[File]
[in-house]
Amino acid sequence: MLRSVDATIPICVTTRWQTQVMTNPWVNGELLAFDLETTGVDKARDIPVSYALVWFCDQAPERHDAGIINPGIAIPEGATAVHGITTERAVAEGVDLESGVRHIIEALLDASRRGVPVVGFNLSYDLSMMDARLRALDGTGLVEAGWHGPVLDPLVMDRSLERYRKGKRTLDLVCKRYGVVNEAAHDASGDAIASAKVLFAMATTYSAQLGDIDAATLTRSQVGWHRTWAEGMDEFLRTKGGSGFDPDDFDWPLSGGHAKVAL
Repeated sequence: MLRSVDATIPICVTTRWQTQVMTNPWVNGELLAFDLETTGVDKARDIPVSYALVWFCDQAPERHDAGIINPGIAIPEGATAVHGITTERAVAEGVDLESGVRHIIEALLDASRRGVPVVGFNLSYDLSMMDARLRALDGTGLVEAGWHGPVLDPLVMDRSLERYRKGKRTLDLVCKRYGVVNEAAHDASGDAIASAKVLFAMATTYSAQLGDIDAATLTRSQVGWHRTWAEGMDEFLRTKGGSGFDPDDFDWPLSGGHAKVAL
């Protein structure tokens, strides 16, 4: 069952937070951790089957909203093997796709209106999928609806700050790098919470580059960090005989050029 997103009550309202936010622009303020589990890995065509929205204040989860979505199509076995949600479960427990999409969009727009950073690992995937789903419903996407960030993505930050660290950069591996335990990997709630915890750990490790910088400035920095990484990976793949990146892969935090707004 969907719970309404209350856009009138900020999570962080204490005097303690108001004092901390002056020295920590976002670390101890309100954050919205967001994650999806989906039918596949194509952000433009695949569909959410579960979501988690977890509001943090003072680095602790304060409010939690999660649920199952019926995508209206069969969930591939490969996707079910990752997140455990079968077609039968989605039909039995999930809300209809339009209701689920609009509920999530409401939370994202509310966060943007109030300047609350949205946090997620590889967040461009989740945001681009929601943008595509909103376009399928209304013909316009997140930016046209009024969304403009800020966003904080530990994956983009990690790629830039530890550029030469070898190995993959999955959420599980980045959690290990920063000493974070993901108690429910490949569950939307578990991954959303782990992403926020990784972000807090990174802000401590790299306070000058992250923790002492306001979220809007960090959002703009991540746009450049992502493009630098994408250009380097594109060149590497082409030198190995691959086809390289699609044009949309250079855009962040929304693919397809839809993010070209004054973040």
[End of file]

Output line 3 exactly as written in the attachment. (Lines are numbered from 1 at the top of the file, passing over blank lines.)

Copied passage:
Repeated sequence: MLRSVDATIPICVTTRWQTQVMTNPWVNGELLAFDLETTGVDKARDIPVSYALVWFCDQAPERHDAGIINPGIAIPEGATAVHGITTERAVAEGVDLESGVRHIIEALLDASRRGVPVVGFNLSYDLSMMDARLRALDGTGLVEAGWHGPVLDPLVMDRSLERYRKGKRTLDLVCKRYGVVNEAAHDASGDAIASAKVLFAMATTYSAQLGDIDAATLTRSQVGWHRTWAEGMDEFLRTKGGSGFDPDDFDWPLSGGHAKVAL